Production designer Stuart Blatt said that filming this episode was challenging due to scheduling problems with Sarah Michelle Gellar. Just a few days before shooting, they learned Gellar would not be available to work outside on the night the scene was supposed to be filmed. "We had to take our rooftop setting and split it into two and shoot everything on the rooftop looking out towards the city in one direction with the real helicopter on the rooftop. Then on the stage, recreate the exact rooftop looking the other direction, shoot everything there, and marry them seamlessly," he explained. "It was one of the more impressive things we ever pulled off."
Usually, Joss Whedon's name is listed first in episodes he has co-written and is credited for. In this episode, Tim Minear's name is listed first because he approached the editor and (jokingly) told him that his name comes first.
Writer Tim Minear said the script for this episode was difficult, because "it was Faith as we had never seen her before. It was sort of easy when it was evil Faith, which was a lot of fun. The problem was trying to make her turn realistic." He admitted to being nervous about writing Buffy's scenes because of the challenge of writing to her character and tone. He convinced Whedon to come in and write all of Buffy's scenes.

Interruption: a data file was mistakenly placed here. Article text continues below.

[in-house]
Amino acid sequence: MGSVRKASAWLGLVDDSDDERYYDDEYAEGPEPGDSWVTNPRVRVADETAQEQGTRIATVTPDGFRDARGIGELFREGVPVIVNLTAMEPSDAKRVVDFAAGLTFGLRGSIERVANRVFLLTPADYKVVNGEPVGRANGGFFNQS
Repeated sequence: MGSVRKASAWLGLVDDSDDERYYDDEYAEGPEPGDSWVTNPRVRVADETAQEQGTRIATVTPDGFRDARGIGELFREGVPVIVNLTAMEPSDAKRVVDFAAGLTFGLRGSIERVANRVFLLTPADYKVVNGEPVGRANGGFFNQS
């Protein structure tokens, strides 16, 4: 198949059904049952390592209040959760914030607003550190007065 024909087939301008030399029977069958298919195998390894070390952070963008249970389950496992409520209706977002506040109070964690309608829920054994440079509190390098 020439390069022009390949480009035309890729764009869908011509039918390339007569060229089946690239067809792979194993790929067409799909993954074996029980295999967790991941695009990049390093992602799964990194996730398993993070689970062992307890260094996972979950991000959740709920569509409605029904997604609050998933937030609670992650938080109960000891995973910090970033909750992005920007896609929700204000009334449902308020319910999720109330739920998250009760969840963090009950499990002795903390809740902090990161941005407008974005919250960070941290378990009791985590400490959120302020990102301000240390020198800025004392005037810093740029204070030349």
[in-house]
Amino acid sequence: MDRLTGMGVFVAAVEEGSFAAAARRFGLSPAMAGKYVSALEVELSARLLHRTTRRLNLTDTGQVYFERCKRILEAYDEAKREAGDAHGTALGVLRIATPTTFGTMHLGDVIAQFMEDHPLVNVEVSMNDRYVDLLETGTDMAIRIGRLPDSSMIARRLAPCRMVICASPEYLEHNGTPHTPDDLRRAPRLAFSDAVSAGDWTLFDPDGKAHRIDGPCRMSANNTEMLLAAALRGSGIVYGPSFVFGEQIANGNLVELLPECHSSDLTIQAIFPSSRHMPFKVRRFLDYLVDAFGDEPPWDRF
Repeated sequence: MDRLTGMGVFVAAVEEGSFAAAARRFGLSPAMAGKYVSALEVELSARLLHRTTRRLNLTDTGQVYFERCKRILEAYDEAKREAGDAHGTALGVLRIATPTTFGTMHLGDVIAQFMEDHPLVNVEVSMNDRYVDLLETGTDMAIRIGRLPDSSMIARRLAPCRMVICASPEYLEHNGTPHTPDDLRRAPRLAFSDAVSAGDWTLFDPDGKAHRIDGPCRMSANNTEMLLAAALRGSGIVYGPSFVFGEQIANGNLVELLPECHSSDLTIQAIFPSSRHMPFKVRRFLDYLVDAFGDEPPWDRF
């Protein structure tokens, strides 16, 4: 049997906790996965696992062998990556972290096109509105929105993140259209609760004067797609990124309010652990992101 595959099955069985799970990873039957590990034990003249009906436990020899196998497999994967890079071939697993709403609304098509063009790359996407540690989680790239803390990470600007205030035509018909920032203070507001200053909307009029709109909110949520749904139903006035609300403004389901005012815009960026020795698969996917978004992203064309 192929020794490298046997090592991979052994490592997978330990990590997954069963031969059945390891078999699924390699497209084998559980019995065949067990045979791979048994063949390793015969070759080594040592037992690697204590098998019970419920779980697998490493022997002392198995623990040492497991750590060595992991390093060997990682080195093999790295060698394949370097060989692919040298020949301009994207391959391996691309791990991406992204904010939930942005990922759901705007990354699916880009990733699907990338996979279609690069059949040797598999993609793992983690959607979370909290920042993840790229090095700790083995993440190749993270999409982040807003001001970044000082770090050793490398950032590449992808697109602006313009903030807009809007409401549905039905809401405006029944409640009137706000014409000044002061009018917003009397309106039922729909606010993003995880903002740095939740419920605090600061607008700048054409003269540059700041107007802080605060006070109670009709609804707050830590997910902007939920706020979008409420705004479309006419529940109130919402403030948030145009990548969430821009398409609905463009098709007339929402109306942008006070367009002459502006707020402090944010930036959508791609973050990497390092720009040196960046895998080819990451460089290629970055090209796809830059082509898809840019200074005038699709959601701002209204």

Joss Whedon has said that he explained the process of writing one of his scenes:
|“||The last scene between Buffy and Angel in the crossover where she comes to Angel, that stumped us for a long time. And I finally realized when I was working on it that it's because they need to fight now. They can't be just like, 'Oh, we're swell pals and we get along.' They really are at very different places in their lives and it's very difficult for them to see each other. So it really helped define how the shows are different and it ends up with Angel laying into Buffy a little bit and saying, 'I've got my own show now, and it's different from your show, so get off my show!' That's basically what he's saying. And the moment I wrote that scene, I got very excited and I said, 'I get it now. I understand what Angel is and it's not Buffy,' and I felt like the training wheels came off.||”|
- Crossover with Buffy: After this episode, Angel visits Sunnydale in "The Yoko Factor".
- This is first time that Angel sees Buffy after the events of "I Will Remember You", which probably contributes to his reaction to her presence.
- This is the last time that Sarah Michelle Gellar appears on the show, though Buffy herself reappears in a dream in the episode "Soul Purpose," played by a body double while audio archive footage was used from "The Prom." Angel and Spike later glimpse what they believe to be Buffy in "The Girl in Question", and it is revealed in the canonical Buffy the Vampire Slayer Season Eight comics that the person they saw was a decoy.
- This episode marks the final on screen meeting between Buffy and Wesley. It is also the only episode of Angel in which both characters appear.
- Following this episode, Buffy and Faith would not meet again for another three years, specifically until the events of the Buffy Season Seven episode "Dirty Girls".
- Ritchie, Jeff, Angelic Designs for the Undead: an Exclusive Interview with Stuart Blatt and featuring Andrew Reeder, Archived from the original on 2007-11-05, retrieved 2007-11-01
- Gross, Edward (September 26, 2000), ANGEL: Season One, Episode By Episode with Tim Minear, Part 4, retrieved 2007-09-28
- Bassom, David, "Meet the Master", from Buffy the Vampire Slayer magazine #11 (UK, August 2000), page 7-8.